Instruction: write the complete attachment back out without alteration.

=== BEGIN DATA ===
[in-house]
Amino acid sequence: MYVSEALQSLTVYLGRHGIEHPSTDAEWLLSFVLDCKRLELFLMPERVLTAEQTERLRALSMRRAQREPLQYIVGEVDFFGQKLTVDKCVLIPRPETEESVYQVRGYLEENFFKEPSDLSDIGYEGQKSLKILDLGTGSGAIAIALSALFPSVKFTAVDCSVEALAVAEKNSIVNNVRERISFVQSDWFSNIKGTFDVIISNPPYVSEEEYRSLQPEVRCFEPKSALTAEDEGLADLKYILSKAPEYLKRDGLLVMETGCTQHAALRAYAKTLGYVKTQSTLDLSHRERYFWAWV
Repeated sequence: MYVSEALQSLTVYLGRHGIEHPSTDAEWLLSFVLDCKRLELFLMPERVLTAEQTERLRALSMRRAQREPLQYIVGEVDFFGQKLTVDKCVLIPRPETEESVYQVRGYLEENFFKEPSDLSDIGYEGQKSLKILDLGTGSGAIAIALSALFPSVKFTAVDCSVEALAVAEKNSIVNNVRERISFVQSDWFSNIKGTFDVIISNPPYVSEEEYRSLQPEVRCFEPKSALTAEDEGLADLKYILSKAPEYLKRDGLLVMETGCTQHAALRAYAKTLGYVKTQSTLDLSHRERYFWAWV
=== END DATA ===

[in-house]
Amino acid sequence: MYVSEALQSLTVYLGRHGIEHPSTDAEWLLSFVLDCKRLELFLMPERVLTAEQTERLRALSMRRAQREPLQYIVGEVDFFGQKLTVDKCVLIPRPETEESVYQVRGYLEENFFKEPSDLSDIGYEGQKSLKILDLGTGSGAIAIALSALFPSVKFTAVDCSVEALAVAEKNSIVNNVRERISFVQSDWFSNIKGTFDVIISNPPYVSEEEYRSLQPEVRCFEPKSALTAEDEGLADLKYILSKAPEYLKRDGLLVMETGCTQHAALRAYAKTLGYVKTQSTLDLSHRERYFWAWV
Repeated sequence: MYVSEALQSLTVYLGRHGIEHPSTDAEWLLSFVLDCKRLELFLMPERVLTAEQTERLRALSMRRAQREPLQYIVGEVDFFGQKLTVDKCVLIPRPETEESVYQVRGYLEENFFKEPSDLSDIGYEGQKSLKILDLGTGSGAIAIALSALFPSVKFTAVDCSVEALAVAEKNSIVNNVRERISFVQSDWFSNIKGTFDVIISNPPYVSEEEYRSLQPEVRCFEPKSALTAEDEGLADLKYILSKAPEYLKRDGLLVMETGCTQHAALRAYAKTLGYVKTQSTLDLSHRERYFWAWV